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Henri Christophe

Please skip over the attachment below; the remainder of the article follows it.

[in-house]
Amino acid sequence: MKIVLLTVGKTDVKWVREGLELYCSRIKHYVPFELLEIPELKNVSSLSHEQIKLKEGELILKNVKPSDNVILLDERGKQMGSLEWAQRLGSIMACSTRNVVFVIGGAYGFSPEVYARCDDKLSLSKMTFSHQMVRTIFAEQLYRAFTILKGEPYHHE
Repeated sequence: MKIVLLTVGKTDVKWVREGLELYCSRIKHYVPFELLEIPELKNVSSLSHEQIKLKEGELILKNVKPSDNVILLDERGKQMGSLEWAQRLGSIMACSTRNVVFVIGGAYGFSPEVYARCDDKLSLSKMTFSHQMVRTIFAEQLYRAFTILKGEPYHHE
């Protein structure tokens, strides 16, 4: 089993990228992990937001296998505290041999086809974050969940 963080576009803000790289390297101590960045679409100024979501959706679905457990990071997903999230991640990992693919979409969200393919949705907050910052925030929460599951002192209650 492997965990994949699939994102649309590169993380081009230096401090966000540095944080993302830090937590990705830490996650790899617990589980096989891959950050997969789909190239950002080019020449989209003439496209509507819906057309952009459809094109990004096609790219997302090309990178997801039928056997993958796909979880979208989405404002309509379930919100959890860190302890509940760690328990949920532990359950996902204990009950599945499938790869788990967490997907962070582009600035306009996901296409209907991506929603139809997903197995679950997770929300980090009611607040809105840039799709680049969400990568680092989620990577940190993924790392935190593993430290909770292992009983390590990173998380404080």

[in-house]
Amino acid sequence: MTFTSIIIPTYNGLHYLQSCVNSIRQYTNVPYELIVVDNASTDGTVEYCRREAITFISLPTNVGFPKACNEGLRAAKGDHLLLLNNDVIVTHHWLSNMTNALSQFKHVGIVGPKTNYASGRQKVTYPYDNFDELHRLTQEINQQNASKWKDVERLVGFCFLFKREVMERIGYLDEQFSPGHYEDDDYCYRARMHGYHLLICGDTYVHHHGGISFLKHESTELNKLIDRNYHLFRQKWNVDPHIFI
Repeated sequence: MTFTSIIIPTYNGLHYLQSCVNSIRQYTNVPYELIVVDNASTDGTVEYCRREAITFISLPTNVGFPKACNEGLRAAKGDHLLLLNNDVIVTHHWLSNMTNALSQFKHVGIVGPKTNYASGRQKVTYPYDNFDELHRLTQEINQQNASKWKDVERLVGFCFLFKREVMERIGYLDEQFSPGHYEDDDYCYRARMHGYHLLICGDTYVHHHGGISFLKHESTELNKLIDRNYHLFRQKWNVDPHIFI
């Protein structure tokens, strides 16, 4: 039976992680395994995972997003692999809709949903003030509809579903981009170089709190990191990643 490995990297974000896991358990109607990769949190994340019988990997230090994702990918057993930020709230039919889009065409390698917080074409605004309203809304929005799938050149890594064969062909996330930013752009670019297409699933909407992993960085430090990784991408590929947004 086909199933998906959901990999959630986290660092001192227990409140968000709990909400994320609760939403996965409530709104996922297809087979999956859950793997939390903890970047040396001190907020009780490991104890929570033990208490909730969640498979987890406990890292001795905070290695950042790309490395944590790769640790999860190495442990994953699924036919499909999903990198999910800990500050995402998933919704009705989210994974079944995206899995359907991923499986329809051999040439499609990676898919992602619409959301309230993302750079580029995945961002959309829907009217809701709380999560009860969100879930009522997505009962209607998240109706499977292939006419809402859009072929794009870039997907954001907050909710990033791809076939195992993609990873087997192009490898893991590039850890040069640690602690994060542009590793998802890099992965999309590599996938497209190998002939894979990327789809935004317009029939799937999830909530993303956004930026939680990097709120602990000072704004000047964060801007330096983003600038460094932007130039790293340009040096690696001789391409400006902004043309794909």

Remembered being a leader from the past due eighteenth and early nineteenth-century Haitian Revolution, this ex-slave offered from 1807 until 1811 as President from the Condition of Haiti and subsequently became Ruler of Haiti (Henry I of Haiti). His reign lasted from 1811 until his loss of life as well as the abolishment from the monarchy in 1820. He obtained freeman position sometime prior to the Slave Uprising of 1791 and eventually relocated to Haiti, where he became a armed forces official. During his reign, he created a Haitian legal program known as Code Henry. An unpopular ruler, he eventually committed suicide in order to avoid getting assassinated. The kid of a free of charge dad and an enslaved mom, he is considered to have been blessed in Grenada and elevated in slavery in the French colony of Saint-Domingue. His relationship to Marie-Louise Coidavid (afterwards the Queen of Haiti) led to children called Francois-Ferdinand, Francoise-Amethyste, Anne-Athenaire, and Jacques-Victor Henry. Christophe and fellow Haitian groundbreaking Jean-Jacques Dessalines (the initial ruler of unbiased Haiti) had been both mixed up in 1805 catch of Santo Domingo in the French.

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